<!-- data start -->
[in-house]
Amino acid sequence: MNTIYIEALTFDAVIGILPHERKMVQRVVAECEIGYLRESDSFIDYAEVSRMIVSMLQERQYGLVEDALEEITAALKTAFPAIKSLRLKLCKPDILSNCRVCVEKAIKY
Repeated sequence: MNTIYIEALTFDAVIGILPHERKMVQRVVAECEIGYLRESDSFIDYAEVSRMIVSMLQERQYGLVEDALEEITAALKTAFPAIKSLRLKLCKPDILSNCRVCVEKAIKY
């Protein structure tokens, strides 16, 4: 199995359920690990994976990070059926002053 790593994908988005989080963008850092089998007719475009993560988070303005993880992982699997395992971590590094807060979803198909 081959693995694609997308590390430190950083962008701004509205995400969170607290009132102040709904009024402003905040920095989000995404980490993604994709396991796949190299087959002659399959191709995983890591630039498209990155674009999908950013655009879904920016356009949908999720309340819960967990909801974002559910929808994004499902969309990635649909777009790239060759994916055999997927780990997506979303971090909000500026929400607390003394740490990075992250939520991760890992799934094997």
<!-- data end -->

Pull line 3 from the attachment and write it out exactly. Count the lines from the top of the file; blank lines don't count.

Repeated sequence: MNTIYIEALTFDAVIGILPHERKMVQRVVAECEIGYLRESDSFIDYAEVSRMIVSMLQERQYGLVEDALEEITAALKTAFPAIKSLRLKLCKPDILSNCRVCVEKAIKY